S. Ellingson, R.M. Buehrer, T. Anders, R. Sengupta, X. Li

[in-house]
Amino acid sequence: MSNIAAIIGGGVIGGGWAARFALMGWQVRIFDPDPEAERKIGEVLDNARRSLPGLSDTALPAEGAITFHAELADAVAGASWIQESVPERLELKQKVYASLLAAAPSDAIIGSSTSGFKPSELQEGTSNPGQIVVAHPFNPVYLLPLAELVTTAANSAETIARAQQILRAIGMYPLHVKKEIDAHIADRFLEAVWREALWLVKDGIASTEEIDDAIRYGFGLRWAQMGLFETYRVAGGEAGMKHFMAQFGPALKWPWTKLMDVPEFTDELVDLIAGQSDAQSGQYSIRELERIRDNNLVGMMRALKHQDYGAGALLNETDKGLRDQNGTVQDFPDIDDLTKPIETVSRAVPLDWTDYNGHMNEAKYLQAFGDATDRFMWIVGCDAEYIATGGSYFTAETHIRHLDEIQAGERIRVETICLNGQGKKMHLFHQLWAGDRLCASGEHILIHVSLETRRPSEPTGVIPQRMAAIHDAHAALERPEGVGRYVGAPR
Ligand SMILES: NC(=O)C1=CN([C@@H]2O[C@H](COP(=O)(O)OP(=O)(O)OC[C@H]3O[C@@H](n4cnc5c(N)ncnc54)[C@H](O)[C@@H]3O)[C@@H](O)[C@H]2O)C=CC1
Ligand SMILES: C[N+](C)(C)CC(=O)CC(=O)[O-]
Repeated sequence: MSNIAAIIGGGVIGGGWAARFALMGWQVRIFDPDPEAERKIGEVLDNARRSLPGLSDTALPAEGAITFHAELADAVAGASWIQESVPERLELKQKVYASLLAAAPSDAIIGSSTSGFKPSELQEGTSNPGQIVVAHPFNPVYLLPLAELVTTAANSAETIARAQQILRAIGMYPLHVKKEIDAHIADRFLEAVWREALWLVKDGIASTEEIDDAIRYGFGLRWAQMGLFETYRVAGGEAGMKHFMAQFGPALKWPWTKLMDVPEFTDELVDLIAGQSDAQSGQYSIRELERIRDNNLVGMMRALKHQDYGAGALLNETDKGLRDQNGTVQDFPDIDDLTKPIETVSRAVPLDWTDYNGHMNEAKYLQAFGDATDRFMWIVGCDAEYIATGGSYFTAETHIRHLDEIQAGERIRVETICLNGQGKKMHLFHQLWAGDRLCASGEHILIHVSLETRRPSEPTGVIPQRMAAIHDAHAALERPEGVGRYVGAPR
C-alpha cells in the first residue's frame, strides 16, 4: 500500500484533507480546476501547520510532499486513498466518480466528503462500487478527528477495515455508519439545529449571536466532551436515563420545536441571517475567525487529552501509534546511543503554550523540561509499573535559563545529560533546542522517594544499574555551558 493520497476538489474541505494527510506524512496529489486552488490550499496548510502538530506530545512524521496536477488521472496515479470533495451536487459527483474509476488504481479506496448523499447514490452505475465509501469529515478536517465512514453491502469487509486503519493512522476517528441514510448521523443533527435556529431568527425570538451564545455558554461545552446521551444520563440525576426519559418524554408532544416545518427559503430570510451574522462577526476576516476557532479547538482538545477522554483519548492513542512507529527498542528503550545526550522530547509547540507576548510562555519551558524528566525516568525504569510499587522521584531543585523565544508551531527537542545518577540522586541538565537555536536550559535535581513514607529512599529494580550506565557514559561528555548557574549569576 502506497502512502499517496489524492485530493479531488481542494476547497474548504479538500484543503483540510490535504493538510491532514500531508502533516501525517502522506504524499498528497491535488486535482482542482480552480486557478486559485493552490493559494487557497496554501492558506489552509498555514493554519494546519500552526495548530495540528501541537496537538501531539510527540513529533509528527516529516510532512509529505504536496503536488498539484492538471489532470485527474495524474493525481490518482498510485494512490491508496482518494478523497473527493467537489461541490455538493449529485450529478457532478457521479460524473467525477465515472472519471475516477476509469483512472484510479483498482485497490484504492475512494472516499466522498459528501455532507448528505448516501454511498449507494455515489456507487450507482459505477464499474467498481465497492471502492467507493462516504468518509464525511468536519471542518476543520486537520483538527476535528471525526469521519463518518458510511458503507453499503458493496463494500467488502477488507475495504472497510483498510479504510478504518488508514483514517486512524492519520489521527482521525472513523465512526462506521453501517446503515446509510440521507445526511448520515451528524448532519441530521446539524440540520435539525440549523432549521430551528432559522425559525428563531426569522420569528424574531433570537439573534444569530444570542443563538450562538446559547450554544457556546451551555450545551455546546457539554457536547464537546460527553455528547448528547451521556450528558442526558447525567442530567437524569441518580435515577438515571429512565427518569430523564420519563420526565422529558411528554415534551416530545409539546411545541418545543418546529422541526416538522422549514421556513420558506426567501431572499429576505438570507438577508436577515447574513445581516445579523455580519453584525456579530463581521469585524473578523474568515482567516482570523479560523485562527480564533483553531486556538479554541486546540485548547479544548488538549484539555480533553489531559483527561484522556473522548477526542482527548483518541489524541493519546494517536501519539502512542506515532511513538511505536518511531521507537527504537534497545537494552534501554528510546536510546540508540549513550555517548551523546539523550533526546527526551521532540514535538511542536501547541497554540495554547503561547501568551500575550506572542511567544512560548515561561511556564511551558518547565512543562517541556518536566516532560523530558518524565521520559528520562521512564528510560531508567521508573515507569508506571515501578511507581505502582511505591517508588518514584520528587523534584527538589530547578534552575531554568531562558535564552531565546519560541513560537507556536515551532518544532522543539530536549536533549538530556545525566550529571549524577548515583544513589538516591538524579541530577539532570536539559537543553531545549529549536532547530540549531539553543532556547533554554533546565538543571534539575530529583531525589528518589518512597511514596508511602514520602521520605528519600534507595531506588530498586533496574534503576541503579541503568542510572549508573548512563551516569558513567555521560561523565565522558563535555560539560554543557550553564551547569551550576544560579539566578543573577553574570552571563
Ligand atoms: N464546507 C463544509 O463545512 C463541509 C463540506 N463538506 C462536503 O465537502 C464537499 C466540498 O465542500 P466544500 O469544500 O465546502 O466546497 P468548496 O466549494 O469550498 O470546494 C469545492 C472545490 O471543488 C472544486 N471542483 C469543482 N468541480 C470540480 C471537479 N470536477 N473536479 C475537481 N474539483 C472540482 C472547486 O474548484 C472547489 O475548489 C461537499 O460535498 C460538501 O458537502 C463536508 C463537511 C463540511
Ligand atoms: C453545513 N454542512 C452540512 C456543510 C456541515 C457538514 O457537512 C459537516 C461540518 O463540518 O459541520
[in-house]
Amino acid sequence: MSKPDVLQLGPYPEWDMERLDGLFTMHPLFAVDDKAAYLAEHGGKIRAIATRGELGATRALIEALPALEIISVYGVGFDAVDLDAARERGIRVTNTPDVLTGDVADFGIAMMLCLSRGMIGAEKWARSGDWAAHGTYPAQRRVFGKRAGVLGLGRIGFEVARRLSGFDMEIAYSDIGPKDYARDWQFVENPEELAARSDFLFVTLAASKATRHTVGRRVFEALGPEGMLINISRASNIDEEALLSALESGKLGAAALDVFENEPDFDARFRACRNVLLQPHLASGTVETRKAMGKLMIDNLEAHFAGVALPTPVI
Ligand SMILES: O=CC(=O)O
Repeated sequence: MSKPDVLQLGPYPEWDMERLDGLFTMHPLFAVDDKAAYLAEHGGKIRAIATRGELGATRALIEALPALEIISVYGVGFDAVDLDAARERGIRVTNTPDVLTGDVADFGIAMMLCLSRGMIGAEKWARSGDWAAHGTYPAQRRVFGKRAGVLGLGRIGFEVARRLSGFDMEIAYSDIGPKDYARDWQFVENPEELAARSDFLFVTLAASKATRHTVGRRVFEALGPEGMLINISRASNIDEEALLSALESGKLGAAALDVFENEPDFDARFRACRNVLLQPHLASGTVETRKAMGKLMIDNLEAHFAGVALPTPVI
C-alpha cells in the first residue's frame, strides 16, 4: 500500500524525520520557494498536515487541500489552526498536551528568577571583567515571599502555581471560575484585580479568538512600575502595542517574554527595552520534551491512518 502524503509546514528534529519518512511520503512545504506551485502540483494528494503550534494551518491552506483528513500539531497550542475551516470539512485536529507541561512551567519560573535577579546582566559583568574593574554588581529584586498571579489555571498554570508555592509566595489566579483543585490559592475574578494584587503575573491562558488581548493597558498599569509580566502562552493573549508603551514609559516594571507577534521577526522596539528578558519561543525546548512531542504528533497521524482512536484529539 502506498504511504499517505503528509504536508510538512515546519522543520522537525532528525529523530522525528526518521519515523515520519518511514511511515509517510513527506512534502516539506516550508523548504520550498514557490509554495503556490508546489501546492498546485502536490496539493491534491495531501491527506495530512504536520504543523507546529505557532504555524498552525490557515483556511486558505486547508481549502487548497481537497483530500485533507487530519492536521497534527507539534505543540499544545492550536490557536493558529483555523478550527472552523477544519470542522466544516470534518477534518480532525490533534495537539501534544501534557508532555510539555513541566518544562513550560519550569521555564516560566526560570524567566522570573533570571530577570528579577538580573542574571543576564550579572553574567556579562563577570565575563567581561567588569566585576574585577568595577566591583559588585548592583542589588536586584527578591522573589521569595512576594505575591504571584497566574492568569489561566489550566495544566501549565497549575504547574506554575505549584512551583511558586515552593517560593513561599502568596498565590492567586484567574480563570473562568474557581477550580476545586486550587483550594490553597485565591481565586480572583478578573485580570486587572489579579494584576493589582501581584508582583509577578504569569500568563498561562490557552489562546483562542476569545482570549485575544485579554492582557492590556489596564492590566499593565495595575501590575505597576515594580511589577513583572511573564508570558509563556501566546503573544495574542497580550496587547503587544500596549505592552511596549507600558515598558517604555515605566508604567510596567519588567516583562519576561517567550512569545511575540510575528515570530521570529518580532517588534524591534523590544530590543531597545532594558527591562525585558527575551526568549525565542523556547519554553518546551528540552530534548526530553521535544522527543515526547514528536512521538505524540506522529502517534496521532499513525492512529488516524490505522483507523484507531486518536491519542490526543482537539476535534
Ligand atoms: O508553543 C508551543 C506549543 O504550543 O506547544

Traditional methods for mitigation of interference in radio science applications rely on avoiding interference where possible, and cutting out afflicted data when not possible. We have been working on the alternative of coherently subtracting ("canceling") interference from radio science data. In principle, canceling can be used to improve sharing of spectrum between active and passive systems. So far in this project we have defined and quantified the performance of two general classes of methods; namely, those in which the interference waveform is obtained using a "reference antenna", and those in which the interference waveform is obtained by estimating the parameters of signal model (and thus not requiring additional antennas or beams). Since a canceler generally should not be used unless interference is actually present, we have simultaneously developed and quantified the performance of plausible detection algorithms. We have studied the use of machine leaning to improve the performance of detection and waveform estimation. Additional outcomes to date include a publicly-available repository of interference waveforms, a YouTube playlist documenting work products, and the involvement of 18 undergraduate students in research and sponsored design projects.